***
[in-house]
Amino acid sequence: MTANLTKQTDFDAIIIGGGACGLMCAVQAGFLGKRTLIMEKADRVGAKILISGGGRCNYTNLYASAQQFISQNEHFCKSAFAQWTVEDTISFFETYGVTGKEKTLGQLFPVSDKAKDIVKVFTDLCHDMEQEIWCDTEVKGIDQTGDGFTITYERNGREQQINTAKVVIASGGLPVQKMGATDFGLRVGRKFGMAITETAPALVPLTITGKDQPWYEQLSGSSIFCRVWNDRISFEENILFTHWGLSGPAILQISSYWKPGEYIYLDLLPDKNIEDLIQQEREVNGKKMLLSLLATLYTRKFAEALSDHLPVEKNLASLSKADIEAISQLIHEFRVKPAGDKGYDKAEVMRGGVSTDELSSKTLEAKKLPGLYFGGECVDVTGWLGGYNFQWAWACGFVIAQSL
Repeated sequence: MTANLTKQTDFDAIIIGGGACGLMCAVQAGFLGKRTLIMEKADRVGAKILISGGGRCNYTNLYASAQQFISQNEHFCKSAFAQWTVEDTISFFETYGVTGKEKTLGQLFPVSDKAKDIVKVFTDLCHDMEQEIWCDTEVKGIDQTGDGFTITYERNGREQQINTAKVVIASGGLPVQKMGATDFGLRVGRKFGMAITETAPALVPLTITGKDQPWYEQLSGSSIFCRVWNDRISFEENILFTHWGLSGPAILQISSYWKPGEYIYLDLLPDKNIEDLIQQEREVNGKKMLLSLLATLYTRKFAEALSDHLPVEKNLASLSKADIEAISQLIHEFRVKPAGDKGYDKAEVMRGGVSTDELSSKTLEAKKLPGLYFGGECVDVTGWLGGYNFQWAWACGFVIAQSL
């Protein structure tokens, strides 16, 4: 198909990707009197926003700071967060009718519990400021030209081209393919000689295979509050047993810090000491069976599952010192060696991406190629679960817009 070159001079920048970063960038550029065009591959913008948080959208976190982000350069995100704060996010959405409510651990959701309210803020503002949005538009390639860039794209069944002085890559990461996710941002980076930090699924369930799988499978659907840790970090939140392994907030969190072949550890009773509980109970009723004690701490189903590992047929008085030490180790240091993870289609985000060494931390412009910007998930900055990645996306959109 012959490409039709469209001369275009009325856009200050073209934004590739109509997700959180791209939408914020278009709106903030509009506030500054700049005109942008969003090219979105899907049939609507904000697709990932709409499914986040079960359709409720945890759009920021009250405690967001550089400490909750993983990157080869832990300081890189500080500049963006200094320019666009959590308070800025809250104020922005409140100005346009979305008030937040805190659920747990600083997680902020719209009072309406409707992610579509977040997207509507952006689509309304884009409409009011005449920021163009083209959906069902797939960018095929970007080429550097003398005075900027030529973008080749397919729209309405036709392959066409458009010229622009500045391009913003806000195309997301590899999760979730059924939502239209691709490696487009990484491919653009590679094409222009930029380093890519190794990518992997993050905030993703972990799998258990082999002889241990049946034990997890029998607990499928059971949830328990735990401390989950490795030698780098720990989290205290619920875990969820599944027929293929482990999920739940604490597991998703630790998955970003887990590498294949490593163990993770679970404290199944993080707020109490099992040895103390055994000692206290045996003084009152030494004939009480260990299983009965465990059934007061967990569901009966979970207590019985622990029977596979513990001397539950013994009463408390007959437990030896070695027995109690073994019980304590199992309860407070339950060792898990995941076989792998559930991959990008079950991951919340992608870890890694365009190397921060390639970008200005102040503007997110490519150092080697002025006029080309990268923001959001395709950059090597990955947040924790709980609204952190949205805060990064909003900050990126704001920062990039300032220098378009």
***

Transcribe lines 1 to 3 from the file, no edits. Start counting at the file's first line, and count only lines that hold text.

[in-house]
Amino acid sequence: MTANLTKQTDFDAIIIGGGACGLMCAVQAGFLGKRTLIMEKADRVGAKILISGGGRCNYTNLYASAQQFISQNEHFCKSAFAQWTVEDTISFFETYGVTGKEKTLGQLFPVSDKAKDIVKVFTDLCHDMEQEIWCDTEVKGIDQTGDGFTITYERNGREQQINTAKVVIASGGLPVQKMGATDFGLRVGRKFGMAITETAPALVPLTITGKDQPWYEQLSGSSIFCRVWNDRISFEENILFTHWGLSGPAILQISSYWKPGEYIYLDLLPDKNIEDLIQQEREVNGKKMLLSLLATLYTRKFAEALSDHLPVEKNLASLSKADIEAISQLIHEFRVKPAGDKGYDKAEVMRGGVSTDELSSKTLEAKKLPGLYFGGECVDVTGWLGGYNFQWAWACGFVIAQSL
Repeated sequence: MTANLTKQTDFDAIIIGGGACGLMCAVQAGFLGKRTLIMEKADRVGAKILISGGGRCNYTNLYASAQQFISQNEHFCKSAFAQWTVEDTISFFETYGVTGKEKTLGQLFPVSDKAKDIVKVFTDLCHDMEQEIWCDTEVKGIDQTGDGFTITYERNGREQQINTAKVVIASGGLPVQKMGATDFGLRVGRKFGMAITETAPALVPLTITGKDQPWYEQLSGSSIFCRVWNDRISFEENILFTHWGLSGPAILQISSYWKPGEYIYLDLLPDKNIEDLIQQEREVNGKKMLLSLLATLYTRKFAEALSDHLPVEKNLASLSKADIEAISQLIHEFRVKPAGDKGYDKAEVMRGGVSTDELSSKTLEAKKLPGLYFGGECVDVTGWLGGYNFQWAWACGFVIAQSL